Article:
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Bass Leads Criminal Justice Reform Panel in Los Angeles
By Jennifer Bihm, Contributing Writer
Published July 18, 2019

Karen Bass and members of the House Judiciary Subcommittee on Crime listen to testimony from formerly incarcerated individuals who gave ideas on how to better improve reentry programs (Courtesy photo)

 

Congresswoman Karen Bass on July 13, led a group of panelists who are members of the House Judiciary Subcommittee on Crime in a hearing on criminal justice reform at the FAME Renaissance Center in Los Angeles. Hundreds of witnesses gathered at the center to hear about problems individuals face inside and outside the prison system and also to hear viable solutions. Special guests included John Harriel, a facilitator of reentry program, 2nd Call, Susan Burton, co-founder of A New Way of Life, and Stanley Bailey, who served 36 years in prison under California’s old Three Strikes law, all giving testimony about their experiences within the criminal justice system.

“I’m really thankful to Karen Bass for holding this hearing, so that we can discuss women and their needs [upon reentry to society]. I know what it could mean to leave a prison and not have safety,” said Susan Burton, founder of A New Way of Life, a reentry program focused on helping women function post prison.

“I’ve visited 40 states and 36 prisons. When we talk about what women need when they are leaving; overwhelmingly, I saw women who were desperately trying to maintain their parental rights. I saw women who wanted a job but were worried about how they would be employed …”

Housing, jobs, reunification and support for those things are what the guests emphasized for Bass and the rest of the panelists who included Harriel, executive member of 2nd Call, also a reentry program, talked about the importance of having mentors and examples in the community of people living outside the world of crime. Not having that growing up he said, was instrumental in revolving door prison experience.

“Absolutely, I come from a dysfunctional environment,” said Harriel.

“I did not know that I had low self-esteem growing up. I had no idea that I wanted to commit suicide. I didn’t want to do it by my own hand, I wanted someone else to do it. When I think back, there were no men leading the way, putting on their boots and going to work everyday. I envisioned going to prison as a young man because in my community, going to prison was rewarded.”

Harrell said that the support of two members helped him get to where he is today; a superintendent in the building trades, a union member, a homeowner, and now, a mentor himself to other young men and women headed down his former path.

Hundreds gathered for Karen Bass and members of the House Judiciary Subcommittee on Crime talk about ways to improve the methods of reentry to society from prison. (Courtesy photo)

Bailey, a former drug addict, said that during his 36-year stay in a California prison on drug related charges, rehabilitation and other programs that help individuals earn their way out, were often not available to inmates in his situation.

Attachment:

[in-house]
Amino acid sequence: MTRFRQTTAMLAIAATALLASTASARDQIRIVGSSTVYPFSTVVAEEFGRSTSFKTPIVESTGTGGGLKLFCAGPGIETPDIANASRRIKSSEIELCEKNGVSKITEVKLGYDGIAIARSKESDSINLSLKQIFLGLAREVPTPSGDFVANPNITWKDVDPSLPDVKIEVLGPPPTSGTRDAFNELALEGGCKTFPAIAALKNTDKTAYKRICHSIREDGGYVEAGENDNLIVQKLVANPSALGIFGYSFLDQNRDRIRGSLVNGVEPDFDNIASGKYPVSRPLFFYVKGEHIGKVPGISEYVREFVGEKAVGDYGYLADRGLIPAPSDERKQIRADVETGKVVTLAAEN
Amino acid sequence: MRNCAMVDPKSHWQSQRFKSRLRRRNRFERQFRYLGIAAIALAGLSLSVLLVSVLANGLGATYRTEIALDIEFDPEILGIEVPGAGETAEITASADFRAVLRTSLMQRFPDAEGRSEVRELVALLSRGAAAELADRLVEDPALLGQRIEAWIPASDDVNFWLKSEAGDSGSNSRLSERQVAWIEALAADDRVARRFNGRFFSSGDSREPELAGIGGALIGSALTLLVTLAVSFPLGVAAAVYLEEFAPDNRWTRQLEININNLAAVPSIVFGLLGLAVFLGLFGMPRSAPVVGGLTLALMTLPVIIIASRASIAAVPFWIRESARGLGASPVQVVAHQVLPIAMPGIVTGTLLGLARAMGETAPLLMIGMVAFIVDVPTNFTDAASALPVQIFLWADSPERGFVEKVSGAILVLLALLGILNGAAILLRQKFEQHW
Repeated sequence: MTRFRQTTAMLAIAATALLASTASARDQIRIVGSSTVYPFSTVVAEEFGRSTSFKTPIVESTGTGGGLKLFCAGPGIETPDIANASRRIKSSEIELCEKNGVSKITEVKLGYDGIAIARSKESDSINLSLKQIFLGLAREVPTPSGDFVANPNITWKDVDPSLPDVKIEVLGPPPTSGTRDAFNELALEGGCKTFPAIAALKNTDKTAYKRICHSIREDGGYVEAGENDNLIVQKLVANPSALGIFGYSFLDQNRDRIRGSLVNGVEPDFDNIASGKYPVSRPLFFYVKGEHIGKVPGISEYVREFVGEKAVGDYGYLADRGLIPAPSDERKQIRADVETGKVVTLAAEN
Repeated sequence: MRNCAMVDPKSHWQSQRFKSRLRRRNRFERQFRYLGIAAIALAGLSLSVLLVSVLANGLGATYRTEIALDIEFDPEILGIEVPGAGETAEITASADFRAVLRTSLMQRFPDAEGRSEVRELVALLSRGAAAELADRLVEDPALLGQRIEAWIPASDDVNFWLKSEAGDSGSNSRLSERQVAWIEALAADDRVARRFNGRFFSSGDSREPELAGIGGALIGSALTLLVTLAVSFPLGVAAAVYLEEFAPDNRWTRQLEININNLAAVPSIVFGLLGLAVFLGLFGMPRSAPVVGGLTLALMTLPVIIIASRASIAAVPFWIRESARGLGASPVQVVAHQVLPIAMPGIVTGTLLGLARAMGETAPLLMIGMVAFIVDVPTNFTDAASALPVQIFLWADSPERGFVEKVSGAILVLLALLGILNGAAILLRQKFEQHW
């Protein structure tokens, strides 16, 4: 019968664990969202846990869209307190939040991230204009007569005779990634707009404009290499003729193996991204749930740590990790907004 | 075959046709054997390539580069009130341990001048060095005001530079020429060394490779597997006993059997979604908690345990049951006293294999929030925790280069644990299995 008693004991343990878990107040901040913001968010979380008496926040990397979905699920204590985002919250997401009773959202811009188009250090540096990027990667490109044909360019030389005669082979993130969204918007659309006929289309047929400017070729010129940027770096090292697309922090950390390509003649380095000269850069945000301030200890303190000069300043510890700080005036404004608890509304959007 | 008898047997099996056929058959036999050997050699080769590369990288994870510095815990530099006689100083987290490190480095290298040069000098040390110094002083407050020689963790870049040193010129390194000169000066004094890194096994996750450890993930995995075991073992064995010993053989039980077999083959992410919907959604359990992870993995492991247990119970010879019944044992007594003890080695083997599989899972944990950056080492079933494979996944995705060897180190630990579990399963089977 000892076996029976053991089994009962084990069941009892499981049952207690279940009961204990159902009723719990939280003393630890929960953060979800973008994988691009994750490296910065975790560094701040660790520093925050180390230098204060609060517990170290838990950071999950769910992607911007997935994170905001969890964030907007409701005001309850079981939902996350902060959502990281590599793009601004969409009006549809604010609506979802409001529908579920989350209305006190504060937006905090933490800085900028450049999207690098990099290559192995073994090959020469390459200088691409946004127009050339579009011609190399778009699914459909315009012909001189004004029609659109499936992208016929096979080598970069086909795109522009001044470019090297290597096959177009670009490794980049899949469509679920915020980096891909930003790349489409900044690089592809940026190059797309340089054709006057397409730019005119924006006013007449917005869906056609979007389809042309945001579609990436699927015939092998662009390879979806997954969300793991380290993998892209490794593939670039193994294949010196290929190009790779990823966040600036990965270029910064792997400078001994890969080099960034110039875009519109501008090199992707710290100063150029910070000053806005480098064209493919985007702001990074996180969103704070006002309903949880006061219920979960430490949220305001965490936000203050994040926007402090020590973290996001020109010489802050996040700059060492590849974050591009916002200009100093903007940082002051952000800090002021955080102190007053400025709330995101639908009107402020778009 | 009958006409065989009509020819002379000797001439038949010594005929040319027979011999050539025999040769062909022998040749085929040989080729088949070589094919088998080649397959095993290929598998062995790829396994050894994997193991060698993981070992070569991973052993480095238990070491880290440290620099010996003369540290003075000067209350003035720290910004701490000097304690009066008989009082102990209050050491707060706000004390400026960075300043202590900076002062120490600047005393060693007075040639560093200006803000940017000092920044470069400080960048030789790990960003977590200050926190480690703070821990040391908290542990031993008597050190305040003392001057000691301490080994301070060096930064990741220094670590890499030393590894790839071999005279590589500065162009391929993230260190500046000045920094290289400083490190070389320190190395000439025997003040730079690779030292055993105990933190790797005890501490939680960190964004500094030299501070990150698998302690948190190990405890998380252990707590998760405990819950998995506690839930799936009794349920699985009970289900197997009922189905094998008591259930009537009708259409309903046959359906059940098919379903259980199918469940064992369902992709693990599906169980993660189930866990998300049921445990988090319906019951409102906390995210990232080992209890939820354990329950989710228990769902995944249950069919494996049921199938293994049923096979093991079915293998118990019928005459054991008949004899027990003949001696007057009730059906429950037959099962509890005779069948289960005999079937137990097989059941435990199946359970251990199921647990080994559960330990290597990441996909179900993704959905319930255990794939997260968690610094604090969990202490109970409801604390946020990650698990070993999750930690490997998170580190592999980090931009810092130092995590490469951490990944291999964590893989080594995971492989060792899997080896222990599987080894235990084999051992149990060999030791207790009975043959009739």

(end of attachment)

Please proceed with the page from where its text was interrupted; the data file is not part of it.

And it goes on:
“People with mental health issues make up a large part of the prison population,” he said.

“People who suffer are abused by both inmates and staff.”

Most people who have served a significant amount of time may not have family and friends left on the outside who can offer them support. He reemphasized the importance of housing and employment as keys to successful reentry to society.

“Most people know what a boat is and most people know where China is, but if you told them to get on a boat and go to China they would be at a loss. That’s what it’s like for people leaving prison.”

Bass said she is currently working on legislation focused on reentry services.

The idea, she said, is to develop a one stop center, a place where reentry services: job training, counseling, reunification, etc., are all inclusive.

“A one stop is just common sense,” Burton commented.

“There should be a place where you can get your ID, sign up for benefits, get connected to medical services, get transportation … a place where people can get their lives on track quickly.”

Criminal justice reform has long been a signature issue in Bass’ political career.

“Many of our criminal justice policies are good; they protect our loved ones and communities,” Bass said.

“At the same time, far too many of our laws are ineffective or do more harm than good.  I am committed to reforming criminal justice so that it is sensible, effective and consistent with our notions of equality and fairness.

Over-Criminalization, I am urging reforms that will improve criminal justice.  I believe we could drastically reduce prison overcrowding by repealing harsh mandatory minimums and reserving the toughest sentences for serious criminals who threaten public safety.  We should invest in community-oriented crime prevention and intervention efforts for struggling neighborhoods and at-risk youth.  In addition, we need to ensure that those who have paid their debt to society have reentry services and opportunities to live productive lives.”

Bass’ priorities include:

  • Identifying criminal justice policies that are discriminatory or counterproductive
  • Focusing resources on community-oriented services to help at-risk youth and neighborhoods
  • Advocating for reentry services to help ex-offenders become productive citizens

 

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